Irritable Bowel Syndrome (IBS)
Taking Aim at a Painful, Often Embarrassing Condition
If you think you have IBS, or Irritable Bowel Syndrome, Santa Rosa chiropractor Dr. David Anderson may be able to help.
Irritable Bowel Syndrome is the most common diagnosis given to people who visit gastroenterologists. It reportedly affects about 45 million people in the United States, or a little over 7% of the entire population.
Overview of the Condition
IBS is an intestinal disorder that can severely impact every aspect of a patient’s life. The underlying fear patients have is that they will not be able to control their bowel movements. This lack of control, along with severe abdominal pain, can also complicate other chronic health conditions, such as clinical depression, hemorrhoids and generalized anxiety disorder.
What makes Irritable Bowel Syndrome even more troubling is that it is a mysterious condition. IBS often serves as a catch-all phrase for many types of long-term digestive problems, such as spastic colon and colitis.
The world-renowned medical center Mayo Clinic notes that there are no diagnostic tests for IBS. This means a doctor may have to run checks in order to eliminate more severe problems like cancer before making a diagnosis.
IBS symptoms are also almost identical to Crohn’s disease, or ulcerative colitis, so there is a likelihood of misdiagnosis.
While each person affected with Irritable Bowel Syndrome experiences his/her own set of symptoms, the most common complaints include:
- Severe abdominal pain
- Rectal bleeding
- Excessive flatulence
- Mucus-coated stools
- Lack of bowel control
Some less common IBS symptoms also include fever, nausea, vomiting and weight loss. In order for IBS to be diagnosed, the patient must have exhibited IBS symptoms for at least 12 weeks in the past 12 months. Although many patients wait until conditions are extreme before seeking help, many patients may not be diagnosed with IBS only because they are in the early stages of the disorder.
Irritable Bowel Syndrome and Women
It has been reported that about 60% to 65% of IBS patients are women. It is unknown why women are more susceptible to IBS than men. The typical IBS patient is not only a woman, but one who has a relative with IBS and is under 35 years of age. Again, it is unknown why younger women are more prone to IBS than older women.
There are some hypotheses that younger women may be subject to greater stress than older women or that older women may have learned greater stress management skills than their younger counterparts.
It is also unknown just how much of a role genetics plays in developing Irritable Bowel Syndrome. Another hypothesis is that hormones such as estrogen and progesterone may play a huge role in IBS. Of course, this does not explain why men are diagnosed with IBS. There is a lot that needs to be learned about why women suffer from IBS more than men. But one thing is clear – IBS is treatable in a majority of cases.
IBS treatment involves dietary changes and learning how to cope with stress. IBS patients have more frequent attacks if they consume large meals, so they are encouraged to have small, frequent meals every day rather than two or three large meals.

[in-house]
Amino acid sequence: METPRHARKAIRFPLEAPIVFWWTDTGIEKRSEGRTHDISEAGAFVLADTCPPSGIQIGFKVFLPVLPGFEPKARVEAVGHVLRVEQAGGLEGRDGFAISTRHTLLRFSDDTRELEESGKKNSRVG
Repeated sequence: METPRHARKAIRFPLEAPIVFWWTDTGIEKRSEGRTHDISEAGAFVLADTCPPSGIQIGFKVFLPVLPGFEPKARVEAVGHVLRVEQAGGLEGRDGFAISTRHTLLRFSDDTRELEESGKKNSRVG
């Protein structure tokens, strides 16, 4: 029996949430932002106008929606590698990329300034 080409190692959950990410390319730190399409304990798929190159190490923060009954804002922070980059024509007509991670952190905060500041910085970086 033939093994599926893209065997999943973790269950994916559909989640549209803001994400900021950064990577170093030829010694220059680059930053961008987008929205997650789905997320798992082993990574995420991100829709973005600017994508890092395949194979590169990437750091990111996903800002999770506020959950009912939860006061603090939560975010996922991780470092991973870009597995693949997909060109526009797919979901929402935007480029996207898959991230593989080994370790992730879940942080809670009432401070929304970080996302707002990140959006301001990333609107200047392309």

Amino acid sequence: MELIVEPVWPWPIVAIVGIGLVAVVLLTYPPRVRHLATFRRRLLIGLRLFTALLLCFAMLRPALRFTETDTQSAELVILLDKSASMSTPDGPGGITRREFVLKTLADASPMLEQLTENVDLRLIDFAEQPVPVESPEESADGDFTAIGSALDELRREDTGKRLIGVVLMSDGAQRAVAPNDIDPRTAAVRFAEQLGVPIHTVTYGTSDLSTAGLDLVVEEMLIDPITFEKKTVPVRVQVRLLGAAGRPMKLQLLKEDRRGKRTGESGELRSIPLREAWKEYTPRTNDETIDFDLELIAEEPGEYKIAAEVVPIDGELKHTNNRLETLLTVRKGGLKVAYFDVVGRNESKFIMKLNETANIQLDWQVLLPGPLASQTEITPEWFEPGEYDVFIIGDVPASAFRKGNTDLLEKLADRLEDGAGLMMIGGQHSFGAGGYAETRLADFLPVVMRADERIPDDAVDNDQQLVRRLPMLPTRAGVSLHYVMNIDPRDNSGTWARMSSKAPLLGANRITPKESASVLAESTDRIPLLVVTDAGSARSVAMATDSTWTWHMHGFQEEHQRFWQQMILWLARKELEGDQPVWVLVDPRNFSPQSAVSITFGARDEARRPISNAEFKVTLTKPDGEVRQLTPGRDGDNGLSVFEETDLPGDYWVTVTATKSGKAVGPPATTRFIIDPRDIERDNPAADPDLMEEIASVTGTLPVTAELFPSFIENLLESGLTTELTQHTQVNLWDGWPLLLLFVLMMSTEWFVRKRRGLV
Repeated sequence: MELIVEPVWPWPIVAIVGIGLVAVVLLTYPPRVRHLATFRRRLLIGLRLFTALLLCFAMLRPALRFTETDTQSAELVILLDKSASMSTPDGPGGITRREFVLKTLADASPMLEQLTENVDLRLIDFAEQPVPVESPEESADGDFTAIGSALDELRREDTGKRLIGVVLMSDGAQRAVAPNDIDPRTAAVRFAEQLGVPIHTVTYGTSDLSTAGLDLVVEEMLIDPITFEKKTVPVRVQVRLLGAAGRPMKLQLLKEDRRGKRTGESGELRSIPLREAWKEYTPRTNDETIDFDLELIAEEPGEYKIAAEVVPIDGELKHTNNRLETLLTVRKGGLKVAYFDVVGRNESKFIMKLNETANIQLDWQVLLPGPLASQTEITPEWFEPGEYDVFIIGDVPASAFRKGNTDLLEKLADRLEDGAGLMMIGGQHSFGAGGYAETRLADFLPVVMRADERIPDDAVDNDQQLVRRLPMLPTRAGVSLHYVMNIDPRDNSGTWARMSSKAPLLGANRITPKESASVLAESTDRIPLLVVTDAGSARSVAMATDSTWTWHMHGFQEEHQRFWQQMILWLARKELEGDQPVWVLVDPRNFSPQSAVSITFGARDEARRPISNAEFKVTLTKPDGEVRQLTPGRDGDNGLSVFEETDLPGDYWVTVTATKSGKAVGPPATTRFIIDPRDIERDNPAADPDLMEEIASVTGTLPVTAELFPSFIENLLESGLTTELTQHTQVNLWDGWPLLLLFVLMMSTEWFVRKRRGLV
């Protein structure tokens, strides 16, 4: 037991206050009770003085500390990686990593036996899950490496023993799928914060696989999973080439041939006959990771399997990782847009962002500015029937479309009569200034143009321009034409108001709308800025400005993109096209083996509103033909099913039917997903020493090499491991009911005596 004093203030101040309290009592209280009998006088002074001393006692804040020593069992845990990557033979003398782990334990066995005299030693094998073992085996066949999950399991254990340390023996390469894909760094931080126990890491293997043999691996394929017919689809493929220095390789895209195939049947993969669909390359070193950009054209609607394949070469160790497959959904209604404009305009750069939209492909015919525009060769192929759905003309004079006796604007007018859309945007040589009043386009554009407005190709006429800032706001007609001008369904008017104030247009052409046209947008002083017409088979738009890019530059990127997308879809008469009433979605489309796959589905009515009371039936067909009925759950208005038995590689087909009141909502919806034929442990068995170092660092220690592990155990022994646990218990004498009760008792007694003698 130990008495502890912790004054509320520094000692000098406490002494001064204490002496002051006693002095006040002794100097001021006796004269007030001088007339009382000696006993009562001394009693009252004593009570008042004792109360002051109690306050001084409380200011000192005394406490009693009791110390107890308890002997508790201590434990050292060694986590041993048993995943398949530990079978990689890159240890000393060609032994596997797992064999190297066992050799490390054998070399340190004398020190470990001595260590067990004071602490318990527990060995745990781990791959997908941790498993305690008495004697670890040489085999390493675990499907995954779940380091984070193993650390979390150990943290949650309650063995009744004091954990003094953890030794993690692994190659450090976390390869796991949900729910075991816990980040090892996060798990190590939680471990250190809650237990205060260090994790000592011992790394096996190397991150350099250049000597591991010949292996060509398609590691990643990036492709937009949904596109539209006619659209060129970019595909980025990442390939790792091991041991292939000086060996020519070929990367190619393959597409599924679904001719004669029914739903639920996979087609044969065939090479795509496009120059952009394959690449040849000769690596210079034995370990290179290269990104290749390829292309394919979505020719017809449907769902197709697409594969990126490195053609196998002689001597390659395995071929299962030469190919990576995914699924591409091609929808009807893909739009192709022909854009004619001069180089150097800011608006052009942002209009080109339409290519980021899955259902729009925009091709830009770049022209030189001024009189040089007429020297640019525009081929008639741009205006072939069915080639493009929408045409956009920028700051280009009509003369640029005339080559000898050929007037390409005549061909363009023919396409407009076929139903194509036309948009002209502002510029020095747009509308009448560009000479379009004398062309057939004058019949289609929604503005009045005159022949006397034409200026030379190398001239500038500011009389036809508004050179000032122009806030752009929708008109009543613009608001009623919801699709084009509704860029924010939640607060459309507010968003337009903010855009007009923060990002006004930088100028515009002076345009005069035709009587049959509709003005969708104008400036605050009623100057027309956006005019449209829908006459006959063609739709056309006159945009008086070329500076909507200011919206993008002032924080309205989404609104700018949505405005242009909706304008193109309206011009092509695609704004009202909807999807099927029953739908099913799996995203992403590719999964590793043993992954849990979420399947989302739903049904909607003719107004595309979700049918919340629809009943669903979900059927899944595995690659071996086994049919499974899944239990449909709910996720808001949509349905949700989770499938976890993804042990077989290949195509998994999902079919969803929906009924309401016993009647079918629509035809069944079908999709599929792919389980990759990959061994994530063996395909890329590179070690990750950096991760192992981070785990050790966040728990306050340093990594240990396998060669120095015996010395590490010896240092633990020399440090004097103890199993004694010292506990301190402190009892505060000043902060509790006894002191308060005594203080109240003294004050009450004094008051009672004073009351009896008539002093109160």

Patients are also encouraged to keep a journal of all food and beverages consumed to determine which foods trigger attacks. This makes it easier to target which foods or beverages the patient should avoid or reduce consumption.
Prescription medications have also been used in IBS treatment, but none are regarded as a cure. Some drugs, such as laxatives, should only be used short-term because the body becomes reliant upon them to move stool through the colon. If the body becomes dependent on laxatives, the digestive muscles can grow weak from under-use.
Other medications such as muscle-relaxants may cause bladder incontinence or excessive flatulence. Anti-depressants and antibiotics are often prescribed off-label for IBS. (Off-label means the medication is used in a manner not specified in the FDA’s approved packaging label.)
The Dangers of Self-Medication
Many patients with IBS delay visits to the doctor for IBS treatment. It is unknown how many attempt to self-medicate, but IBS symptoms can lead to sufficient anxiety that a patient will quite literally try anything in an effort to gain relief from their symptoms. Medications can include over the counter laxatives, anti-diarrhea medication or alcoholic beverages. Alcohol may act as both a painkiller and a muscle relaxant, but long-term use not only leads to addiction but also worsens the IBS symptoms.
Natural IBS Treatment
Irritable Bowel Syndrome is not something to be ashamed of or embarrassed about. IBS treatment and advice should be sought as soon as the disorder presents itself. If you want to avoid taking medications that may have unpleasant or even dangerous side effects, consider a consultation with Santa Rosa Chiropractor Dr. David Anderson.
A 2015 narrative review of research points to chiropractic as demonstrating “mild to moderate improvements in presenting symptoms” with no adverse side effects. Dr. Anderson offers natural treatments for IBS that may help you better cope with IBS and mitigate the effect that the disorder has on your everyday life.
Not every patient suffering from IBS will respond to chiropractic care. To see if chiropractic may be an appropriate approach for IBS, please contact Dr. Anderson for a consultation.